Finnish Lapphund Dog Breeds
Height at the withers: Males 46 – 52 cm, Females 41 – 47 cm
Average weight: Males 15 – 24 kg, Females 15 – 24 kg
The Finnish Lapphund is a medium sized spitz-type dog that boasts an impressive collar of hair around their neck which together with their soft and kind expressions sets them apart from other spitz dogs. Their heads are quite broad which is one of the breed’s defining features, but in females it is slightly more refined than their male counterparts. Their forehead is slightly rounded with a clearly defined stop.
Muzzles are short and straight tapering gently to a dog’s nose which is dark in colour but matching a dog’s coat as do the rims of their eyes which are oval in shape. Lapphunds always boast a kind, friendly and soft expression in them. Ears can be erect or semi-erect and medium in size being set well apart and broader at the base which dogs flicker continuously when alert. The Finnish Lapphund has a strong jaw with a perfect scissor bite where their upper teeth neatly overlap their lower ones.
Their necks are long and strong in appearance being well covered in a mane of dense hair. Shoulders are moderately laid back with dogs having well boned, straight and strong front legs. A Lapphund’s body is firm and muscular with a nice level and broad back, Ribs are moderately sprung with dogs having a deep, long brisket and well-defined forechest. Loins are short and well-muscled with their bellies being slightly tucked up. Their croups are moderately long and sloping but well defined.
Their hindquarters are well boned and powerful with dogs boasting muscular thighs and strong back legs. Their feet are covered in dense hair being oval in shape and well arched. Tails are moderately long and set high being profusely covered in long hair which dogs carry curved over their backs or to one side when they are on the move, but they hold it down when at rest.
When it comes to their coat, the Finnish Lapphund boasts having a profuse coat that consists of a coarser and straight outer coat that’s a lot shorter on their heads and on the fronts of their legs. Their undercoat is much softer and dense with male Lapphunds having a more pronounce mane than their female counterparts. The accepted colours for Kennel Club registration are as follows:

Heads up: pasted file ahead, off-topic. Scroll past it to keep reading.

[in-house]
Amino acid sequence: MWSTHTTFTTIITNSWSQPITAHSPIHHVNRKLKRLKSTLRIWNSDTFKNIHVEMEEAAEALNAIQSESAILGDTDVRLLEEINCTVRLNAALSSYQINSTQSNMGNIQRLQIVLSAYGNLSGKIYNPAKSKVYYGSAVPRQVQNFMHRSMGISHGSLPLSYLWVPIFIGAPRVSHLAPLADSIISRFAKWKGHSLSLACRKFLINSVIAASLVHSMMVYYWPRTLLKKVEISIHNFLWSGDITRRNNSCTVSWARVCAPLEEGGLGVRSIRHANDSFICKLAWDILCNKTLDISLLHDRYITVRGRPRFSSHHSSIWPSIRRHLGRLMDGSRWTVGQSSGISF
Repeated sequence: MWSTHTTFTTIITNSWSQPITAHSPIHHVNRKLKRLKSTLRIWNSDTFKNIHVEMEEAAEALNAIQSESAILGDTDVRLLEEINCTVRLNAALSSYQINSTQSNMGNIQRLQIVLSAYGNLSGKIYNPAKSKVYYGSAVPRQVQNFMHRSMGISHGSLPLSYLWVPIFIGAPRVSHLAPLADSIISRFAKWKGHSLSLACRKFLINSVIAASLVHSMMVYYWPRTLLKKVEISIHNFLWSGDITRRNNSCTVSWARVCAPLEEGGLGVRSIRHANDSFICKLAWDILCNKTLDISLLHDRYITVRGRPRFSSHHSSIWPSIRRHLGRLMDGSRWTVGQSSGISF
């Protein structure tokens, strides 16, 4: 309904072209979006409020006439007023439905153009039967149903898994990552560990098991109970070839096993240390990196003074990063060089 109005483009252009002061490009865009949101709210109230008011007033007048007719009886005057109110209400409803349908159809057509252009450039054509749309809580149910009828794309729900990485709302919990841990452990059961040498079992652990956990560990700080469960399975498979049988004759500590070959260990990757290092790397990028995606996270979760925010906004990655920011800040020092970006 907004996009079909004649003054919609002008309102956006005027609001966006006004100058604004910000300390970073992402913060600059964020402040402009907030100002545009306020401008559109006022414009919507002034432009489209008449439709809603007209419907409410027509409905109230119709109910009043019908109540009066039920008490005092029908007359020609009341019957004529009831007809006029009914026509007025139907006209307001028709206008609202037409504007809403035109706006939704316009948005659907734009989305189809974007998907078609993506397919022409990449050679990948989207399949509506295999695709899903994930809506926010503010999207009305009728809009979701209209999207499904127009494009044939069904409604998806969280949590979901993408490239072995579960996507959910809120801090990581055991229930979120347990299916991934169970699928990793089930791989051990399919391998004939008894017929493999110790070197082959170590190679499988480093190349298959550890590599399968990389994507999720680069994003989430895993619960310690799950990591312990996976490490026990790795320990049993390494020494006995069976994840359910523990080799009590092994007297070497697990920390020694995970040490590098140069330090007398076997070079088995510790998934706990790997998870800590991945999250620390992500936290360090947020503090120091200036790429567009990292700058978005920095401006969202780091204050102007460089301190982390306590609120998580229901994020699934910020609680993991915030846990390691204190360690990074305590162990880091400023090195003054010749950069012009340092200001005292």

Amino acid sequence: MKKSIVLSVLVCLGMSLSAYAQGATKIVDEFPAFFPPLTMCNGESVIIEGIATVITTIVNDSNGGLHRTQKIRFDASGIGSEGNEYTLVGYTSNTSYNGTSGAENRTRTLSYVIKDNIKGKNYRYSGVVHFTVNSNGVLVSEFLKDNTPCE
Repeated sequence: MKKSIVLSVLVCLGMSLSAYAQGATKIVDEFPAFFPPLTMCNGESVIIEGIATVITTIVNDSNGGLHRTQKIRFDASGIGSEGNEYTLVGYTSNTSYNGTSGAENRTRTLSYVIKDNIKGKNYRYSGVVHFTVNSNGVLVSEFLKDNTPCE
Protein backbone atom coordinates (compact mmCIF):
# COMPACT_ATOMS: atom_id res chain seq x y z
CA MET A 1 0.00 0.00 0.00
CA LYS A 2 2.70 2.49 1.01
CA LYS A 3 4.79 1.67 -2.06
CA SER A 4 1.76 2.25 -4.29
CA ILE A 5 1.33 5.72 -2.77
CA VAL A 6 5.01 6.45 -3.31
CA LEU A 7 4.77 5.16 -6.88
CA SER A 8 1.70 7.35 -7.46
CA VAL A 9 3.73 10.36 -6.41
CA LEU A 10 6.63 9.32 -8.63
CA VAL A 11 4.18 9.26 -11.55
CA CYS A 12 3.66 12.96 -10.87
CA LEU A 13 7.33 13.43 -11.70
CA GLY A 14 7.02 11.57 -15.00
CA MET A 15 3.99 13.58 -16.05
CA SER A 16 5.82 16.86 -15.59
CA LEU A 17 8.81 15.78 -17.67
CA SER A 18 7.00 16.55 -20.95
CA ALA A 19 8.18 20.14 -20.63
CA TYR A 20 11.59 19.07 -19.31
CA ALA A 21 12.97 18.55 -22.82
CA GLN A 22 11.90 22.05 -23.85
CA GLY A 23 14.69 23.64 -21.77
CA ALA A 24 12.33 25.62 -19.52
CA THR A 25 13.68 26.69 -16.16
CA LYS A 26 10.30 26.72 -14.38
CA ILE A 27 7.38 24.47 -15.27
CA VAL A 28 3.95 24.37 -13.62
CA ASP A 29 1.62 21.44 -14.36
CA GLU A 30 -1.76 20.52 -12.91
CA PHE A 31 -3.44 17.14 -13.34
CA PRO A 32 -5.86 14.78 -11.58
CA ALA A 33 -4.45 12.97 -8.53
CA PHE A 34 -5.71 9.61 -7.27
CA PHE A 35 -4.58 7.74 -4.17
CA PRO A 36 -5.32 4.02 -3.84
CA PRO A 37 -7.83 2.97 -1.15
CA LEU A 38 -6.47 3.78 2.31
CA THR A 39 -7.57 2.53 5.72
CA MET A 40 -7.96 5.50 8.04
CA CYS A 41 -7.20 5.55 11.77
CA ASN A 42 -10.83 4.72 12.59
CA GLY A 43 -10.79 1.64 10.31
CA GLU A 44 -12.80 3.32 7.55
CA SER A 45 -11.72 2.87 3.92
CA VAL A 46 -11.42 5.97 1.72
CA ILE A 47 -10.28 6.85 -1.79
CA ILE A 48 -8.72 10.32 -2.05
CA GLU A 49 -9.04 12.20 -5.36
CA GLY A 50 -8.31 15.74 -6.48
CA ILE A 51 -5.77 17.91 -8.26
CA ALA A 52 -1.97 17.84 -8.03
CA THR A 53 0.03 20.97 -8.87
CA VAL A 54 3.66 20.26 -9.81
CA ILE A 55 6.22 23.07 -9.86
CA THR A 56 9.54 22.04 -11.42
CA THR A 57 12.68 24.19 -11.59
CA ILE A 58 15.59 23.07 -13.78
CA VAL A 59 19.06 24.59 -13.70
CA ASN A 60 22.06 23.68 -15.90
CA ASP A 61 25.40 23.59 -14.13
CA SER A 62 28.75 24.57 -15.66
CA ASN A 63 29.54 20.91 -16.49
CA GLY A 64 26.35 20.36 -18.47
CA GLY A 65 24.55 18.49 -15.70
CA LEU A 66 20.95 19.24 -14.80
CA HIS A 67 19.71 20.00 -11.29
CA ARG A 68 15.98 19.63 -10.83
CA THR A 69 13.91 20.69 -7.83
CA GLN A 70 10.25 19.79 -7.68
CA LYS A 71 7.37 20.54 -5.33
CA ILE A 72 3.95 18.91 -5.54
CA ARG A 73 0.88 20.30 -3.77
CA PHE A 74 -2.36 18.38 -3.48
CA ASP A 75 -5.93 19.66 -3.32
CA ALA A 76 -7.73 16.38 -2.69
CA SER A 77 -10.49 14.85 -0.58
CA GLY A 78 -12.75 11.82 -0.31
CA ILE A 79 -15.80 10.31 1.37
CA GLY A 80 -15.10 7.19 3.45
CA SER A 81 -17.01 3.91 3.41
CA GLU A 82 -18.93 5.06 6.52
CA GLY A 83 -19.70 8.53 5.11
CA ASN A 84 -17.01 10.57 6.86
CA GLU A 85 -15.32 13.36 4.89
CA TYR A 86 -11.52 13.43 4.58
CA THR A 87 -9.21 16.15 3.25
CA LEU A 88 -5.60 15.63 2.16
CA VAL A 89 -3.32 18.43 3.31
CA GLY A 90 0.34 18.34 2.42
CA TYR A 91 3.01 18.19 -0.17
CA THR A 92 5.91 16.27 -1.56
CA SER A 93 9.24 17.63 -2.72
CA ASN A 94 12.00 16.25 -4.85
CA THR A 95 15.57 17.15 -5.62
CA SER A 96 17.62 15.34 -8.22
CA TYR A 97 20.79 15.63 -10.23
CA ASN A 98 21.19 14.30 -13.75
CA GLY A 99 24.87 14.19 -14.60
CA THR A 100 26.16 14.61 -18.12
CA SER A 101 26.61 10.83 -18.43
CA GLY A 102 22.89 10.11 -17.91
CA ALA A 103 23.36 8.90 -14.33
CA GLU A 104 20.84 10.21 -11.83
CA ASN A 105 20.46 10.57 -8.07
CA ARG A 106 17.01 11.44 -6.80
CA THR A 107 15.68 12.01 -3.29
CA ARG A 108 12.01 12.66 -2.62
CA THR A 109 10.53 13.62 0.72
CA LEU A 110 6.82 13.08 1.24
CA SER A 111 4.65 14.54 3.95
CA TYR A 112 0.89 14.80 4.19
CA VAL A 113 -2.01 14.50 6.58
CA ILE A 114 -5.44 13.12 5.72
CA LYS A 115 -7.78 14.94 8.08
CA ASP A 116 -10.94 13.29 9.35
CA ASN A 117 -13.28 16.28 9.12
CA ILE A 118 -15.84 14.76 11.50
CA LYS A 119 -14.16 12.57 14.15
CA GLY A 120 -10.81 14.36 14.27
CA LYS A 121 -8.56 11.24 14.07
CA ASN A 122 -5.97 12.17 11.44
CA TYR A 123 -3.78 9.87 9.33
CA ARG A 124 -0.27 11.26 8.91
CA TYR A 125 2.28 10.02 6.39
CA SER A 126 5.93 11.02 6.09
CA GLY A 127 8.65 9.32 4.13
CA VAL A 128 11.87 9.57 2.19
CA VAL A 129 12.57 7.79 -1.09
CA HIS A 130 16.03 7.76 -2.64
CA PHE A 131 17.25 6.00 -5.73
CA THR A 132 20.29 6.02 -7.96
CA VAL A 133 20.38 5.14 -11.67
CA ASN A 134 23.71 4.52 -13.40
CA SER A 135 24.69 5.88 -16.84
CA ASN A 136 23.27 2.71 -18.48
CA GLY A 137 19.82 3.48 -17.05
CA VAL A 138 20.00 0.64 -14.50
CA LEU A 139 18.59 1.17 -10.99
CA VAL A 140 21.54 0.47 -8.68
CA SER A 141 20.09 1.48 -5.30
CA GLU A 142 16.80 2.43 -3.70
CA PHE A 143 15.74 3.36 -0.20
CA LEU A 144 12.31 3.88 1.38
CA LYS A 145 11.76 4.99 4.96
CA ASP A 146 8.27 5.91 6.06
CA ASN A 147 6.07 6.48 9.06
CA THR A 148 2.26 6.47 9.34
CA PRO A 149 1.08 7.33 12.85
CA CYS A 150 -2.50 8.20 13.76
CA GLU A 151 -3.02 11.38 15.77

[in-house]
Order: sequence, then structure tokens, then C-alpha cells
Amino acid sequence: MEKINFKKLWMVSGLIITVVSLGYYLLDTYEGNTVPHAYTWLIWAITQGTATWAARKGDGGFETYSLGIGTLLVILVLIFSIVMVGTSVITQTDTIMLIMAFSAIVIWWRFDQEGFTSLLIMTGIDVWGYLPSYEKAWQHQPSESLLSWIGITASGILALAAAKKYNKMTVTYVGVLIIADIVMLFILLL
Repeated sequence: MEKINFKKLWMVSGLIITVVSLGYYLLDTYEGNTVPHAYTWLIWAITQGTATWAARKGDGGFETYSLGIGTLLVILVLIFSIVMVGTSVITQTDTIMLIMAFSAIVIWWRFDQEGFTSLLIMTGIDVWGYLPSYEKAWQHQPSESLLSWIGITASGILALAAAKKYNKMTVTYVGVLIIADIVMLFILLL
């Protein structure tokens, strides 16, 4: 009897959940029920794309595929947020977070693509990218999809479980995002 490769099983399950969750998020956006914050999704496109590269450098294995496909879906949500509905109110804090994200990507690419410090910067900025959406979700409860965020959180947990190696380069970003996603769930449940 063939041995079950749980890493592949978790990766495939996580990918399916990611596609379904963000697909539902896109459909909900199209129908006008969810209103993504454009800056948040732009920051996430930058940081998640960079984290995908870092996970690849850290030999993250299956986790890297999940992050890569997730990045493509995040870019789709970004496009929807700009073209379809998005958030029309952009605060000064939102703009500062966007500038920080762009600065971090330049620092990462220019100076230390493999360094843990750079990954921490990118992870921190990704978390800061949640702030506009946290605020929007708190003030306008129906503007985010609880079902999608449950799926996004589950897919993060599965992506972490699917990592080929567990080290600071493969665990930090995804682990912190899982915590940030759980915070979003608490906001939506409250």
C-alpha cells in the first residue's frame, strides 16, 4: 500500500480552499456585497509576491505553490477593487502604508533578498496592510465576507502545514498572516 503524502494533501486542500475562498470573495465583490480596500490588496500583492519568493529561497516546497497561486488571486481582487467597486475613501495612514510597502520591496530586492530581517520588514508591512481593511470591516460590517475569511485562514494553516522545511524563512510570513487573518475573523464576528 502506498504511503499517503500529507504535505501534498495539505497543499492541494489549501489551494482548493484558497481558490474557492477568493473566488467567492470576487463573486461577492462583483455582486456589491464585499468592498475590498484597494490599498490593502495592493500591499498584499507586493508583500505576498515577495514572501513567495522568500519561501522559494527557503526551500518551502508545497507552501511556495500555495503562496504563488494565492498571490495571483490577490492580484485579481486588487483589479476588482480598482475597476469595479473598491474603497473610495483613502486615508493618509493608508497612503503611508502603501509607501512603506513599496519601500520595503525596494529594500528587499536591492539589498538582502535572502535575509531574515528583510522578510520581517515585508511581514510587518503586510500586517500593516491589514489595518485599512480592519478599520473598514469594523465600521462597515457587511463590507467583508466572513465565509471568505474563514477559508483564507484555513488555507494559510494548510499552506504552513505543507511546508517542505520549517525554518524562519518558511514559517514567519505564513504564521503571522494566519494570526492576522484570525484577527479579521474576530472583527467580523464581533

- Black and tan
- Black and white
- Black tan and white
- Brown and tan
- Brown and white
- Brown grizzle
- Brown grizzle and white
- Brown tan and white
- Brown wolf sable
- Brown wolf sable and white
- Cream and white
- Grizzle and white
- Red and white
- Sable and white
- Wolf sable
- Wolf sable and white
It is worth noting that the accepted breed colours for Kennel Club registration can differ from those set out in the breed standard which are as follows:
- All colours are allowed with the main colour being the more dominant in a dog’s coat
Dogs can have different coloured markings on their heads, necks, chests, legs, tails and on the underside of their bodies.
It is worth noting that the only colour that is not acceptable under the Kennel Club breed standard is as follows:
When a Finnish Lapphund moves, they take brisk, effortless and agile moderately long strides with the capacity to go easily from a trot to a gallop.
The Kennel Club frowns on any exaggerations or departures from the breed standard and would judge the faults on how much they affect a dog’s overall health and wellbeing as well as their ability to perform.
Males should have both testicles fully descended into their scrotums and it is worth noting that a dog can be a little lighter or heavier as well as slightly taller or shorter than set out in the Kennel Club breed standard which is only given as a guideline.
Is this dog the same as the American Eskimo?
I am trying to get a female American Eskimo puppy.